There are really only a handful of genre movies that can truly be called “notorious” – films whose reputations for something truly wicked supersede actual experiences having watched the damn thing. (In recent memory, the only one that comes to mind is A SERBIAN FILM, which I know enough about to know that I’m not really all that interested in checking it out.) Widely seen films can never really be notorious, no matter how lurid they are, as they can be discussed in general company rather than solely in hushed tones, whispered amongst the corridors of cult film groups and screenings. Notoriety in cult filmdom requires a repellant (by normal standards) premise as well as a general state of obscurity, making the sinister cinema even more alluring in its unavailability. (It also has to be at least somewhat interesting to watch.)
Alan Briggs’ 1983 “based-on-a-true-story” tale SUFFER, LITTLE CHILDREN, recently issued for the first time via InterVision, is one such notorious creature, even if its notoriety doesn’t really extend much beyond completists of Video Nasties or shot-on-video horror. The reason for this is simple–the no-budget obscurity from England never landed any kind of VHS release here in the states (and barely eked out one in its home country), and the cast is composed primarily of children, centering around them doing terrible, terrible things to both each other and the adults around them. As a result, SUFFER, LITTLE CHILDREN has been on many sordid cinephiles’ “most wanted” lists for years, and grey market copies of the film, ripped from VHS transfers that looked like crap to begin with, have served as pretty much the only way to see it since its meager release.
Now that the damn thing can be seen, of course, the question is whether or not the content of the film actually stacks up to its sordid reputation. For the SOV fans that would know about this film in the first place, the answer is most assuredly “yes,” though not necessarily for the same reasons that one would anticipate.
For one thing, SUFFER, LITTLE CHILDREN, much like films such as HOUSE OF THE DEVIL or Claude Chabrol’s LA CEREMONIE, is a bit of a “slow burn” flick, with not a hell of a lot in terms of action happening within the first hour of its 76-minute running time. The film centers around a child care facility run by Jenny (Ginny Rose) and Maurice (Colin Chamberlain) and the arrival of Elizabeth, a mute girl (Nicola Diana), at their doorstep. Unable to locate her parents and given only a cryptic note as to her origins, Elizabeth is brought into the house and doesn’t integrate well with the other kids–in fact, weird stuff begins to happen around her and she seems to start taking control of two other girls after a zombie picnic dream sequence that would make Tina Belcher proud.
While Elizabeth’s sinister escapades are in the background, much of the first two-thirds of the film are centered around the return of one of the home’s most notable alumni, rock singer Mick Philips (Jon Hollanz), who has come back into town for a benefit concert. His presence results in a semi-love triangle when he starts to romance Jenny, much to Maurice’s chagrin. Oh, also some kids almost drown. Offscreen. And we never even get to see Mick perform–he’s not even the one responsible for the amazingly upbeat, poppy title track that should be included on any compilation album of ‘80s horror film musical obscurities in the future. It’s a lot of tease, and a lot of stuff almost happening.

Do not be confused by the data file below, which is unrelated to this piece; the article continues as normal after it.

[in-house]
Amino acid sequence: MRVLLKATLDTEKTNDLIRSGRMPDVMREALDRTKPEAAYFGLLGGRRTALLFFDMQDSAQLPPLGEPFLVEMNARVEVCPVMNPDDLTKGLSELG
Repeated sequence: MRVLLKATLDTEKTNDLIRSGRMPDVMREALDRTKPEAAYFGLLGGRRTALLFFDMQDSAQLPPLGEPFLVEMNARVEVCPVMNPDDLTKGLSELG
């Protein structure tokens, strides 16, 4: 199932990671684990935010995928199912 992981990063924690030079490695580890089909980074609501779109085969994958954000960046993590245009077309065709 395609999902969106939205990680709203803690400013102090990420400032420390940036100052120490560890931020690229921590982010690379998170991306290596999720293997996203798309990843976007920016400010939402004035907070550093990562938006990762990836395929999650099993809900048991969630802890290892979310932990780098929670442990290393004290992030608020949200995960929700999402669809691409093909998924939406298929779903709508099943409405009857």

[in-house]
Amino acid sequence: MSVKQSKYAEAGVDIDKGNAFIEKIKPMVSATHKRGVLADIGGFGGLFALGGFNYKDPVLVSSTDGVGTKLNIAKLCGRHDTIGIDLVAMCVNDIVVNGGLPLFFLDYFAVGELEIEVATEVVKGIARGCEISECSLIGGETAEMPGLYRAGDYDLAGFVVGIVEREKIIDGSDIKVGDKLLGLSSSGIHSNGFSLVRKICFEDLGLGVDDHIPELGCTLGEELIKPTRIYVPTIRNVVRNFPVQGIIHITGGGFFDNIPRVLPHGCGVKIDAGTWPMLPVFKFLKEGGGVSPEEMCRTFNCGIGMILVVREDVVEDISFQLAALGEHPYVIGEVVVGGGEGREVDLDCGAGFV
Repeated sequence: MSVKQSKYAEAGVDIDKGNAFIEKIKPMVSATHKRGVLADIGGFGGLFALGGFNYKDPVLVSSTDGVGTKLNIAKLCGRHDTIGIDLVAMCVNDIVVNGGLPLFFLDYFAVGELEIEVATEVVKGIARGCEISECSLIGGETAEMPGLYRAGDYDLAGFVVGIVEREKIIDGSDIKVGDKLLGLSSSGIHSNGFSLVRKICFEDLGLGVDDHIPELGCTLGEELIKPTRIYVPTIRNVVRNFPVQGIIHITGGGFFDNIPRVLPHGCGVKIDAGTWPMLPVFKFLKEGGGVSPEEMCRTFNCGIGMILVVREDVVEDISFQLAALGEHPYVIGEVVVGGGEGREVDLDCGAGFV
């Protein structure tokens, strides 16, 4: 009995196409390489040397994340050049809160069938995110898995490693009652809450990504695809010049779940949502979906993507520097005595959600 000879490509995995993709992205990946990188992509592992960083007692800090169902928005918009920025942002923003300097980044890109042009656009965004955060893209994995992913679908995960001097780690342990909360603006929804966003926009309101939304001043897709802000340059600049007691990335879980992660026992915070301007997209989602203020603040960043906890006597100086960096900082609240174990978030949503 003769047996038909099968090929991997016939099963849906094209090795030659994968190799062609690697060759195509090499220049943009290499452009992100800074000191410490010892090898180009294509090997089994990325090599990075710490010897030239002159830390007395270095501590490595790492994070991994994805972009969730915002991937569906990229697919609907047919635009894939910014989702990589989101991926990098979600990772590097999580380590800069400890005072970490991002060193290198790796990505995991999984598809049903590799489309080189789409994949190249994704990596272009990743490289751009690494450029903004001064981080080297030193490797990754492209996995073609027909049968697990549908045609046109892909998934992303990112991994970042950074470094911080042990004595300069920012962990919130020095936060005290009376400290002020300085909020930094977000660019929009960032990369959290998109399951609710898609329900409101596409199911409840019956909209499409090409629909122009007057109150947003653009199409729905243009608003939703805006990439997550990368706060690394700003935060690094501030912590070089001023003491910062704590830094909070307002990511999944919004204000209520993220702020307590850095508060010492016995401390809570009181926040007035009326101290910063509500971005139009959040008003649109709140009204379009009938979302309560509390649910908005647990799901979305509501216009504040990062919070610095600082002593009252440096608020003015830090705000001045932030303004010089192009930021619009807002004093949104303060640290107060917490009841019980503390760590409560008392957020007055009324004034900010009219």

It’d be perfectly understandable for the average viewer, one not amenable to the charms of a VHS-shot movie with tracking issues, acting that ranges from “tolerable” to “non-existent” (Diana’s portrayal of Elizabeth isn’t so much a performance as it is staring into the camera a lot) and loads of dialogue about the state of the characters’ relationships, to dismiss SUFFER, LITTLE CHILDREN at this point. But I beg of you, bask in the film’s soothing, scrappy camcorder-lensed ooze and wait it out, as the final twenty minutes deliver with such a mind-melting gusto of goofy gore and unrestrained batshittedness that it moves any memory of drudgery to the distant past. I won’t spoil it, as I was raised correct, but the last act of SUFFER, LITTLE CHILDREN truly earns the film the notoriety that it has amassed over the years.
The DVD presentation includes English captions, which I otherwise wouldn’t note, but in this case, they’re particularly helpful, not due to the British accents, but due to the sound quality and the fact that the music often overwhelms the actual dialogue. (Even the captions give up on figuring out what’s being said at certain points.) An even better bonus feature comes in the form of an interview with director Briggs, who talks about the film’s creation and how the kids, students in a local theater school, were just having a blast. An interview with John Martin, an expert on Video Nasties and author of Seduction of the Gullible: The Truth Behind the Video Nasty Scandal, rounds out the offerings, giving insight into the oddity’s place in the canon of unseemly cinema of the era.
Assigning traits like “good” or “bad” to a movie like SUFFER, LITTLE CHILDREN is like trying to assign a color to “inertia”–it’s not something that can actually be done using our primitive Earth languages. SUFFER, LITTLE CHILDREN is a fantastic treat for those amenable to its twisted, no-budget charms who will welcome its inexplicable nature and half-finished tone, and a grueling exercise in pain for those that won’t. Those that won’t, however, are unlikely to have stumbled on this review of the film, so if you’ve read this far and are still intrigued, you’re exactly the sort of person who should have SUFFER, LITTLE CHILDREN adorning your collection.